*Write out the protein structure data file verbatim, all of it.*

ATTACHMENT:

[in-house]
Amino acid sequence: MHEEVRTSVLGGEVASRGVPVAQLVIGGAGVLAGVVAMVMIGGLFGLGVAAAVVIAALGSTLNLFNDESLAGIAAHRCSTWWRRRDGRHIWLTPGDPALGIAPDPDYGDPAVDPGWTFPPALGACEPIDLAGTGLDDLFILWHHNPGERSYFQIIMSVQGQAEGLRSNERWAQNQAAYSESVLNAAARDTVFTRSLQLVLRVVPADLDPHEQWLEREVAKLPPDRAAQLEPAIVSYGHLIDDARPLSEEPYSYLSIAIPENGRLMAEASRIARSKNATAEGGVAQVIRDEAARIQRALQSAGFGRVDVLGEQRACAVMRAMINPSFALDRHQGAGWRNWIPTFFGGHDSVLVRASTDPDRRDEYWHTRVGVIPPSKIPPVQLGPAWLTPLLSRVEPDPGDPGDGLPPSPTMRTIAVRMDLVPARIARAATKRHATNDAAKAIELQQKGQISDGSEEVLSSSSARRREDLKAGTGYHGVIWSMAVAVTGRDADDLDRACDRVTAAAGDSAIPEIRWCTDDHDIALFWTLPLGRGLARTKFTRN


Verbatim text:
[in-house]
Amino acid sequence: MHEEVRTSVLGGEVASRGVPVAQLVIGGAGVLAGVVAMVMIGGLFGLGVAAAVVIAALGSTLNLFNDESLAGIAAHRCSTWWRRRDGRHIWLTPGDPALGIAPDPDYGDPAVDPGWTFPPALGACEPIDLAGTGLDDLFILWHHNPGERSYFQIIMSVQGQAEGLRSNERWAQNQAAYSESVLNAAARDTVFTRSLQLVLRVVPADLDPHEQWLEREVAKLPPDRAAQLEPAIVSYGHLIDDARPLSEEPYSYLSIAIPENGRLMAEASRIARSKNATAEGGVAQVIRDEAARIQRALQSAGFGRVDVLGEQRACAVMRAMINPSFALDRHQGAGWRNWIPTFFGGHDSVLVRASTDPDRRDEYWHTRVGVIPPSKIPPVQLGPAWLTPLLSRVEPDPGDPGDGLPPSPTMRTIAVRMDLVPARIARAATKRHATNDAAKAIELQQKGQISDGSEEVLSSSSARRREDLKAGTGYHGVIWSMAVAVTGRDADDLDRACDRVTAAAGDSAIPEIRWCTDDHDIALFWTLPLGRGLARTKFTRN